The current issue of Pediatrics presents evidence indicating that from 1985 through 1992, frequency of postnewborn circumcision, which is more risky and expensive than newborn circumcision, has increased.1 Wiswell,1 the principal author, has again used the database of United States Army hospitals to provide valuable information on this topic. His studies in the 1980s, which found that neonatal circumcision prevented urinary tract infection (UTI) in the first year of life,2,3 stimulated the American Academy of Pediatrics (AAP) to reexamine indications for the procedure.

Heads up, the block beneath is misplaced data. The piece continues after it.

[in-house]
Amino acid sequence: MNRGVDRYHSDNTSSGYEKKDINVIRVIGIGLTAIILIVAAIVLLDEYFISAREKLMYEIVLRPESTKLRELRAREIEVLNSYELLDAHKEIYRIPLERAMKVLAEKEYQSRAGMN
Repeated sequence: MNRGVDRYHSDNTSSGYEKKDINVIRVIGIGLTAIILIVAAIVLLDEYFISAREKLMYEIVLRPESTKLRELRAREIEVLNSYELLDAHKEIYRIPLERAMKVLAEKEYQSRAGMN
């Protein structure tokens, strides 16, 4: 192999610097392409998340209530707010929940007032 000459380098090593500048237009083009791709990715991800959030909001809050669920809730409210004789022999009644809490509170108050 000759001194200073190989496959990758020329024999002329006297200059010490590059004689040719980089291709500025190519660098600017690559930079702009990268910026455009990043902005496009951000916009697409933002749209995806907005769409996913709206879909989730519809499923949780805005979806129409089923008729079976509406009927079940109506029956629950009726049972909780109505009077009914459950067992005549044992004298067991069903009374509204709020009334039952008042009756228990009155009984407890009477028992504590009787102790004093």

The 1989 AAP Task Force on Circumcision report4 concluded that newborn circumcision has definite medical benefits as well as disadvantages: the report provided a reasonable rationale on which parents could base a decision about the procedure.

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